FOX Sports NBA Analyst
When Milwaukee Bucks star Giannis Antetokounmpo knocked over a ladder belonging to the Philadelphia Wells Fargo Center crew, as they were breaking down the court following the 76ers’ 110-102 victory over the Bucks, the condemnation on social media was swift and furious.
It was, in the opinion of a variety of former players and coaches, as well as current scouts and GMs, also completely misplaced.
A quick synopsis of what transpired: Antetokounmpo, after missing 11 of 15 free throws in the loss, went back out onto the court after the game to work on his shot. His routine, he explained later, is to make 10 in a row before he’s done. He had three to go when Philadelphia forward Montrezl Harrell came onto the court, grabbed Antetokounmpo’s ball after it fell through the net and refused to give it back. After a long exchange in which Antetokounmpo tried to convince Harrell to give back the ball, Harrell walked to the other end with a trainer and a second ball and began shooting mid-range jumpers.
Antetokounmpo finally walked back to the locker room and this time returned with two balls, presumably in case another 76er showed up to steal one.
In the meantime, though, the arena crew had taken the floor and placed a ladder in front of the basket Antetokounmpo had been using. Antetokounmpo walked over and moved the ladder, but a crew member, perhaps taking his cue from Harrell, pulled it back in front of the rim as soon as Antetokounmpo started walking back to the free-throw line.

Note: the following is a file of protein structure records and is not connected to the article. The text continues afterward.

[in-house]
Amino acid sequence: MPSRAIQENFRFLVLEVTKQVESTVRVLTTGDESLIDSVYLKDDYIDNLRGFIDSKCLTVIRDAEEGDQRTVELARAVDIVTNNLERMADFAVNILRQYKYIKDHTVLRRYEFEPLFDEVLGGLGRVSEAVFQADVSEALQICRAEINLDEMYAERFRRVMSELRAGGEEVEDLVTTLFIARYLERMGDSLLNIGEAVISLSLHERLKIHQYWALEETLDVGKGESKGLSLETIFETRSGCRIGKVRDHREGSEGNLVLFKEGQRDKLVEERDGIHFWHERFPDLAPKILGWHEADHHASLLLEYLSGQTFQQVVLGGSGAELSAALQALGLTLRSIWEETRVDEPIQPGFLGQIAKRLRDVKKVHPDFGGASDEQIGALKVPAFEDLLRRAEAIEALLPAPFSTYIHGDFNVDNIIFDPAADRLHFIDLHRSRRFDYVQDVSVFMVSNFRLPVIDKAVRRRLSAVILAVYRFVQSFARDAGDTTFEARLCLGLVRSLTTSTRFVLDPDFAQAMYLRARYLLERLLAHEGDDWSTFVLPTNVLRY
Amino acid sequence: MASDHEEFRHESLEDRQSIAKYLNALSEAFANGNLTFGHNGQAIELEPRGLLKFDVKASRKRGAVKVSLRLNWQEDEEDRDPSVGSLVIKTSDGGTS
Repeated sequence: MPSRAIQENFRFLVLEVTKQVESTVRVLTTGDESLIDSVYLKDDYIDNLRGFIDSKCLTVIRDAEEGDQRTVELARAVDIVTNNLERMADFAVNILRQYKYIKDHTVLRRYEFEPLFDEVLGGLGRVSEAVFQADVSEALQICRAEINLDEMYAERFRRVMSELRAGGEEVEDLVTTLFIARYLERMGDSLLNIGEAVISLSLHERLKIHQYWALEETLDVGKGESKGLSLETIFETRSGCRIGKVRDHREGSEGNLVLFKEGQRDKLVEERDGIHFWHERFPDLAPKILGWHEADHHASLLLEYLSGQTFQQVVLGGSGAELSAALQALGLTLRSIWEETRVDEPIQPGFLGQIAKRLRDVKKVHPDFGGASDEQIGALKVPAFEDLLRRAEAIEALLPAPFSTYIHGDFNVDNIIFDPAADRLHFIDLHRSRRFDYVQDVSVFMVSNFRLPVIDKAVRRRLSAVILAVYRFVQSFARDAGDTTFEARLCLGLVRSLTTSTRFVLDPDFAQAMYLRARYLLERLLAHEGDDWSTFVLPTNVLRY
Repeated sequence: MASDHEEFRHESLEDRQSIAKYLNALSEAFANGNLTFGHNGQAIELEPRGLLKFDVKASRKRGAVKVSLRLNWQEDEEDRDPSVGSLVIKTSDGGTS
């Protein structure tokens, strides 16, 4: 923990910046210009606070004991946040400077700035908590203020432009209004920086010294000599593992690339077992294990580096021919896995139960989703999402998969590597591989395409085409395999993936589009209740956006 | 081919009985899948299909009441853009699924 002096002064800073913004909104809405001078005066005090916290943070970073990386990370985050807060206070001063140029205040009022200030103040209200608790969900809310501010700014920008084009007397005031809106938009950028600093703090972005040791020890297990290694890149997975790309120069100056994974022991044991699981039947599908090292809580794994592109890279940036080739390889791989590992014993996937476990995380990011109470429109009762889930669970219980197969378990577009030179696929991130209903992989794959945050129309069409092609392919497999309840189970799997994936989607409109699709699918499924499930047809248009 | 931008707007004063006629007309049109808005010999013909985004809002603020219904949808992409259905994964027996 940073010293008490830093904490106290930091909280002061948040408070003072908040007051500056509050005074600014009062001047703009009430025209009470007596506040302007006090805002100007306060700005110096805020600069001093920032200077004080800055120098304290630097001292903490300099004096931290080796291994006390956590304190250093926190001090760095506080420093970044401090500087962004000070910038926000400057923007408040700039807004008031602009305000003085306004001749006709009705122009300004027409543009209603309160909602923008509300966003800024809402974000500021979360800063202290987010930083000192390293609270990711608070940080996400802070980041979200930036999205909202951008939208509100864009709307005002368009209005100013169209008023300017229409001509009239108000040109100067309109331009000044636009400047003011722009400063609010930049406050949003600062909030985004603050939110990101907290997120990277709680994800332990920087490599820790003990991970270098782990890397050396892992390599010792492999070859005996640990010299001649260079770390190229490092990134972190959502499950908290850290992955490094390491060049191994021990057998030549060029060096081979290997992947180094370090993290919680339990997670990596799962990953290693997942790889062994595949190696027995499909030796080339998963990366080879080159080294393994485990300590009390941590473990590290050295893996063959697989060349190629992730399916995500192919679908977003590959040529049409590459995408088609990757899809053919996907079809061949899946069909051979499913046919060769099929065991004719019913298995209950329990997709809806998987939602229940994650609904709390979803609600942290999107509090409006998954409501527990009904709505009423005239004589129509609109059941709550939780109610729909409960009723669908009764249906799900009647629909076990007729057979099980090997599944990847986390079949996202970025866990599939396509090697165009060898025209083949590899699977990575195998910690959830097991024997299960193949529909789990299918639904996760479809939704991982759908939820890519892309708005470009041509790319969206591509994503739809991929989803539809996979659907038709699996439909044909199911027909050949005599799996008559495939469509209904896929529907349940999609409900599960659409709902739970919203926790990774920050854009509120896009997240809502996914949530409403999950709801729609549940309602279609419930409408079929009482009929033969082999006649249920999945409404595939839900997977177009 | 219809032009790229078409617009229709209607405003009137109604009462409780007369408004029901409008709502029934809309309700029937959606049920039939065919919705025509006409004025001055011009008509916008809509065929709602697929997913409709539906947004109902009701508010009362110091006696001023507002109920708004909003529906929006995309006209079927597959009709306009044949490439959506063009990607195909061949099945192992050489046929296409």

Antetokounmpo then walked over and pushed the ladder to the side again, this time a little more forcefully. And, considering it was 15 feet high with rubber feet to protect the wooden court, it tipped over.
Someone caught the exchange between Antetokounmpo and the crew, including the ladder crashing to the floor, and posted it on social media. Antetokounmpo was roundly denounced for treating the crew as if he were an arrogant superstar and interfering with their work. ESPN analyst and former player Kendrick Perkins tweeted, “Giannis full of s— for this!!! Real Talk.”
That’s not how those within the league, presently or formerly, saw it when the entire story came out. Their view: Harrell was way out of line.
“I know Montrezl pretty well,” a former player and now Western Conference scout said. “He’s wired that way. … What he did was wrong. You should have respect for your opponent.”
Another Western Conference scout was even harsher.
There is an unwritten code in the NBA that players who are not in the rotation should refrain from talking trash or doing anything else that might motivate an opponent, because they’re essentially lighting a fire their teammates are now charged with putting out. Harrell had played five minutes that night and is only averaging 10 minutes a game for the season.
“I admire Giannis, who sincerely wanted to get better,” the second Western Conference scout said. Montrezl is always talking and in the middle of something.
A former head coach had a similar view. “That was ridiculous bulls— by Harrell,” he said. “He’s a stat guy. Plays no D. The Greek Freak is too nice of a guy. He kept his composure.”
There have been occasional acts of gamesmanship over the years — Warriors’ legend Chris Mullin tells of an incident where he went to shoot at the Lakers arena the night before a playoff game and was told the lights weren’t working — but no one contacted could recall a player denying another player the opportunity to work on his game.